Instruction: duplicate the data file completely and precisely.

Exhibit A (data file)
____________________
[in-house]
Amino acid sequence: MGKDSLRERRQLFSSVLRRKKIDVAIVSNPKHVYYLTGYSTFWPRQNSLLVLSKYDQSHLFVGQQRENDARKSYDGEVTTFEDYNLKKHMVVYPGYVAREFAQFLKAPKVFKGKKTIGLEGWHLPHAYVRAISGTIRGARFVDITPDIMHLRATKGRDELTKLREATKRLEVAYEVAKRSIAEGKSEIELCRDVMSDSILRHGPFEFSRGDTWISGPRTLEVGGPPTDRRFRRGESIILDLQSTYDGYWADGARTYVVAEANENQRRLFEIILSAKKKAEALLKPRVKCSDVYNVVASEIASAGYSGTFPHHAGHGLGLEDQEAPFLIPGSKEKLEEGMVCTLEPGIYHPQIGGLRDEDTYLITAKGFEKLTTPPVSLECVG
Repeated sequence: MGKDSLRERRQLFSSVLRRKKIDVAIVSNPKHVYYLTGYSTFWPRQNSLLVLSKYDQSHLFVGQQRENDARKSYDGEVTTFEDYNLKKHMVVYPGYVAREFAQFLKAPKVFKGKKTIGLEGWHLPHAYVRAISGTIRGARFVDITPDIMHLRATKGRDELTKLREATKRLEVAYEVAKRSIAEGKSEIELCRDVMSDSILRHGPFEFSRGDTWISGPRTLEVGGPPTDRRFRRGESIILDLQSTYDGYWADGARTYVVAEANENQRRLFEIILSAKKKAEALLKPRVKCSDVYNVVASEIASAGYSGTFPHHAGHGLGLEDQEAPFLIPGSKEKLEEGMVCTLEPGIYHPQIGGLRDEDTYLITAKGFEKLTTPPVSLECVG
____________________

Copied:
[in-house]
Amino acid sequence: MGKDSLRERRQLFSSVLRRKKIDVAIVSNPKHVYYLTGYSTFWPRQNSLLVLSKYDQSHLFVGQQRENDARKSYDGEVTTFEDYNLKKHMVVYPGYVAREFAQFLKAPKVFKGKKTIGLEGWHLPHAYVRAISGTIRGARFVDITPDIMHLRATKGRDELTKLREATKRLEVAYEVAKRSIAEGKSEIELCRDVMSDSILRHGPFEFSRGDTWISGPRTLEVGGPPTDRRFRRGESIILDLQSTYDGYWADGARTYVVAEANENQRRLFEIILSAKKKAEALLKPRVKCSDVYNVVASEIASAGYSGTFPHHAGHGLGLEDQEAPFLIPGSKEKLEEGMVCTLEPGIYHPQIGGLRDEDTYLITAKGFEKLTTPPVSLECVG
Repeated sequence: MGKDSLRERRQLFSSVLRRKKIDVAIVSNPKHVYYLTGYSTFWPRQNSLLVLSKYDQSHLFVGQQRENDARKSYDGEVTTFEDYNLKKHMVVYPGYVAREFAQFLKAPKVFKGKKTIGLEGWHLPHAYVRAISGTIRGARFVDITPDIMHLRATKGRDELTKLREATKRLEVAYEVAKRSIAEGKSEIELCRDVMSDSILRHGPFEFSRGDTWISGPRTLEVGGPPTDRRFRRGESIILDLQSTYDGYWADGARTYVVAEANENQRRLFEIILSAKKKAEALLKPRVKCSDVYNVVASEIASAGYSGTFPHHAGHGLGLEDQEAPFLIPGSKEKLEEGMVCTLEPGIYHPQIGGLRDEDTYLITAKGFEKLTTPPVSLECVG